to voice the common concerns of injured workers across Canada."
workers compensation system was started in the early 1900s before there were
any safety nets such as Employment Insurance, Canada Pension Plan, the Health
Care system and Welfare. It started in Ontario and other provinces gradually
followed Ontario's lead. Mr. Justice William Ralph Meredith defined workers'
compensation as we now know it. One of the principles is known as the
historic compromise'- in exchange for a fair and speedy wage loss
compensation system, workers give up their right to sue employers for workplace
injuries and, in exchange for the protection from costly lawsuit and legal
fees, employers agree to fund the system.
The current provincial
systems are flawed for long term injured workers who are not getting the
coverage guaranteed them by legislation. The average taxpayer pays more for
health care, and other income support programs as compensation cuts off
claimants and sends them through lengthy appeals processes often lasting years.
If this fails, injured workers are left without further recourse due to the
There is money in the workers'
compensation system and it is up to the government to make sure it goes to
"Workers compensation boards have failed to do the
job they were mandated to do." said Jane Edgett, President of the CIWS. "There
is injustice across the system. Workers with long-term injuries are denied
access to the financial compensation and medical treatment that is owed to them
under our current system. The various compensation boards across Canada
routinely deny claims to cut back on their costs. These workers are injured
providing goods and services to Canadians. They are injured while contributing
to our economy. They deserve to be treated with dignity and respect, and they
deserve the financial compensation legislation is supposed to guarantee."
The Canadian Injured Workers Society is a non-profit organization
committed to promoting fair and equitable compensation for injured workers
across Canada. For more information or to become a member please contact:
[email protected] or phone 506-432-9115 or fax 506-433-1355. The society's web site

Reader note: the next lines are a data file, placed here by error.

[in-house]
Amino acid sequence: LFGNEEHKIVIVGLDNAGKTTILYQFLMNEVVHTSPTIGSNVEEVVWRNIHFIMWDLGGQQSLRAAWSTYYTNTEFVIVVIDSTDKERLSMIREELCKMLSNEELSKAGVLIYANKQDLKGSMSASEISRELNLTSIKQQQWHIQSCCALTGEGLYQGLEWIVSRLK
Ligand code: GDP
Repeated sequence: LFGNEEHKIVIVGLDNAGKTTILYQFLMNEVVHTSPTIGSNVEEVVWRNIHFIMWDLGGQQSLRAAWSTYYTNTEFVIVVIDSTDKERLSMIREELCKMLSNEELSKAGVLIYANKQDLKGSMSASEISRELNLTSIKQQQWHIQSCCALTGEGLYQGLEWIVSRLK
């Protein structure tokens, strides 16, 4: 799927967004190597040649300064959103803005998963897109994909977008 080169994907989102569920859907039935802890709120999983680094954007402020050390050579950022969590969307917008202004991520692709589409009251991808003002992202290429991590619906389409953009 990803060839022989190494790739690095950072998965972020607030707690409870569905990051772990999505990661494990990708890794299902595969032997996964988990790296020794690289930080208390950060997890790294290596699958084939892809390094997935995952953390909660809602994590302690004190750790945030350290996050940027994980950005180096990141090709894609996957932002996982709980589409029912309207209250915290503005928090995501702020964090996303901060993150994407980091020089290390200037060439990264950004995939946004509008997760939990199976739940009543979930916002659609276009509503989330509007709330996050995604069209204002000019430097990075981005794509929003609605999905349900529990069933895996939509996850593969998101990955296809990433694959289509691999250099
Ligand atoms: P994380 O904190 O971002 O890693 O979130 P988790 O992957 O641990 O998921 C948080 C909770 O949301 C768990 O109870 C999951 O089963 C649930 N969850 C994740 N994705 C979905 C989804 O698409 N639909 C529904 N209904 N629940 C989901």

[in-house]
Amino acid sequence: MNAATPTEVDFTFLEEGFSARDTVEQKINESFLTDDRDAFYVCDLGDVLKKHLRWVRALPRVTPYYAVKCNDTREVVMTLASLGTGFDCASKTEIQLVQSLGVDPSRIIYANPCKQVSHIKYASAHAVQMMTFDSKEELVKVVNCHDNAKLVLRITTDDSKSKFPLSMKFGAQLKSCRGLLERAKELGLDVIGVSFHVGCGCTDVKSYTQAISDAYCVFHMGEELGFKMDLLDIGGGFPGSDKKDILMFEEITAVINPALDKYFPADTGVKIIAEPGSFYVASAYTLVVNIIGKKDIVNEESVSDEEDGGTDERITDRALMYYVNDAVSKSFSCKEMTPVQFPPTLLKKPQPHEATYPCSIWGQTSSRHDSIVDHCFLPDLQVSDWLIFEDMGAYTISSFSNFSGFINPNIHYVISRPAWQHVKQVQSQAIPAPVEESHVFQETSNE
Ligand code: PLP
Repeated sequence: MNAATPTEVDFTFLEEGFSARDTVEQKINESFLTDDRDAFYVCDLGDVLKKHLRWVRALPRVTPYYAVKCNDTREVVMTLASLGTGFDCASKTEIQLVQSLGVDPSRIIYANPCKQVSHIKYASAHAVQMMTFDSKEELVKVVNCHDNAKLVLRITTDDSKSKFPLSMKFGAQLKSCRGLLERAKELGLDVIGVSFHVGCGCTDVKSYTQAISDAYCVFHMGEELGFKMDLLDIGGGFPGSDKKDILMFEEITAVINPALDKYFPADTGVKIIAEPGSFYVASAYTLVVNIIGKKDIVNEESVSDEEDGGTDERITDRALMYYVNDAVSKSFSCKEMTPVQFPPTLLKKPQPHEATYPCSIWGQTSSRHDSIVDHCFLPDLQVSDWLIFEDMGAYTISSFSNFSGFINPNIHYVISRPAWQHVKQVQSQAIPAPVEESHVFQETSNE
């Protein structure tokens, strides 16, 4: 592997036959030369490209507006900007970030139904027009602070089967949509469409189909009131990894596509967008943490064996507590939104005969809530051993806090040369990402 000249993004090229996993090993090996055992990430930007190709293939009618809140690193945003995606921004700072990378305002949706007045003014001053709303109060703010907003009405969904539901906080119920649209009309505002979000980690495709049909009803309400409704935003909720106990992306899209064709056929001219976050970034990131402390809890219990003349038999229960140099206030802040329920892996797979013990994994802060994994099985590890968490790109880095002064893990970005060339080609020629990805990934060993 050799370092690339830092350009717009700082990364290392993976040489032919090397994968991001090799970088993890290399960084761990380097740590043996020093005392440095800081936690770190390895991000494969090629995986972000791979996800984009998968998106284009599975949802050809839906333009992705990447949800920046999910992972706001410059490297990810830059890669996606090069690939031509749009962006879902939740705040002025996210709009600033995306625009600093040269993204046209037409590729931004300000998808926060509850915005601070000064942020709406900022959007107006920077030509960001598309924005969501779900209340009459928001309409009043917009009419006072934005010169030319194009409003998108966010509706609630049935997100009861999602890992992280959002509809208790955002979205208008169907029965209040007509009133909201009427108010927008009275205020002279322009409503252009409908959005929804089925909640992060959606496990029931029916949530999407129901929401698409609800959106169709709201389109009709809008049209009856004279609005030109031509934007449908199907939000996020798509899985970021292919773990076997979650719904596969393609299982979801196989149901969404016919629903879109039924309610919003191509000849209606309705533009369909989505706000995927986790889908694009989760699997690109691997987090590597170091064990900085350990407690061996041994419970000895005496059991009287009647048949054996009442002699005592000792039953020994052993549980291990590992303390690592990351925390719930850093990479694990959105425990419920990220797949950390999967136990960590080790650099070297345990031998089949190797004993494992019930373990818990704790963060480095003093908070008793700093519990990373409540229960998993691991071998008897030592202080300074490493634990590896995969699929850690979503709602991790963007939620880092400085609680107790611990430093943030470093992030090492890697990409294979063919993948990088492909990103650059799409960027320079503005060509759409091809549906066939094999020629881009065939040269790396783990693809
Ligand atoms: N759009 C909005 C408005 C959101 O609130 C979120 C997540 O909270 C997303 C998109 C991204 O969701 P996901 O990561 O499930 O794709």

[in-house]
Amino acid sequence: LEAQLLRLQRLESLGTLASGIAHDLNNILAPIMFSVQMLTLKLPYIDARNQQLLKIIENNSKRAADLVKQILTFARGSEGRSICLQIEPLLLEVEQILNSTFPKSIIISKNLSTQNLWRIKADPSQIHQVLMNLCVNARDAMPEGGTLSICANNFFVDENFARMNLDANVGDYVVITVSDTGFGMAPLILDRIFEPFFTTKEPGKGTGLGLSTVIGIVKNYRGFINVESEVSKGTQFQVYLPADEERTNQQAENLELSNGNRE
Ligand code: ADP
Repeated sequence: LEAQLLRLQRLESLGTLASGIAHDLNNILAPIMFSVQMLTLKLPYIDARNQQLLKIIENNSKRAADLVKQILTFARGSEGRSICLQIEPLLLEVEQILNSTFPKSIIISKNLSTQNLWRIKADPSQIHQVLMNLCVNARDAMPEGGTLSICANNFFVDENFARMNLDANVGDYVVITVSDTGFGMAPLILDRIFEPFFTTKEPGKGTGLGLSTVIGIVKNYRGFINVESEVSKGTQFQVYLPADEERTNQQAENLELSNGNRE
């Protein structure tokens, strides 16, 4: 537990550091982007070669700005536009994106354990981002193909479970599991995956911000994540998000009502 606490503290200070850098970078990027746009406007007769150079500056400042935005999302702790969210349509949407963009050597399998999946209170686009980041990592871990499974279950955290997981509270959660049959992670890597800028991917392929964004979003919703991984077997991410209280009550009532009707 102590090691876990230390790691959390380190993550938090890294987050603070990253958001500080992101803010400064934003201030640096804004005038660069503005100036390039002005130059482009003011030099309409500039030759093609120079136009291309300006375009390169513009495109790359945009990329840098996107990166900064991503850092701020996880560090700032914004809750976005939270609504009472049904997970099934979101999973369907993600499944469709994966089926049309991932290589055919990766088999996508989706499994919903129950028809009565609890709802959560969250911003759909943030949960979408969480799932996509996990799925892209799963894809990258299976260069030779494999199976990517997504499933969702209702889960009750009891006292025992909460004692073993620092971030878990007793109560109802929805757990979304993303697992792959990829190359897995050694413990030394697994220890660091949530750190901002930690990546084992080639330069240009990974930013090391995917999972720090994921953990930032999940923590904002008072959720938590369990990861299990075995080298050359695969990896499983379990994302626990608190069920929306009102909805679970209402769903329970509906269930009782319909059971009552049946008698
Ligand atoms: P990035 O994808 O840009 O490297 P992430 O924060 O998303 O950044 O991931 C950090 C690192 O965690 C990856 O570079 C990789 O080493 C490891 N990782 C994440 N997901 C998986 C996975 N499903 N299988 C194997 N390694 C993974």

For media information contact Michael Farrance
705-696-3756. Media information is also available on our web site.
April 2006: April 28 is the National Day of
Mourning for workers injured or killed on the job. The CIWS put out a
Letter to the Editor to all newspapers in Canada as well as a longer article to
several newspapers and online outlets: (anyone wanting to become involved with
the media relations aspect of the CIWS is encouraged to join and email us at
[email protected] )
|On April 28th, as we mourn for those killed on the job,
we must also remember those whose workplace related deaths were slow and
agonizing. Most Canadians do not realize that if they are seriously injured at
work, their compensation is not ensured. Many seriously injured employees are
simply refused compensation and their subsequent physical, financial and
emotional suffering can be overwhelming.
When the workers compensation
system refuses to pay for long term injuries, they do more harm to the employee
and their family by thrusting them into a cycle of poverty and despair that can
lead to death. Some injured employees have even committed suicide.
the long term suffering of injured workers is no longer the primary concern of
the workers compensation system which has strayed from its original purpose
over the last century. It has increasingly downloaded its responsibilities onto
the worker's family and other social programs.
The Canadian Injured
Workers Society is questioning the functionality of the workers compensation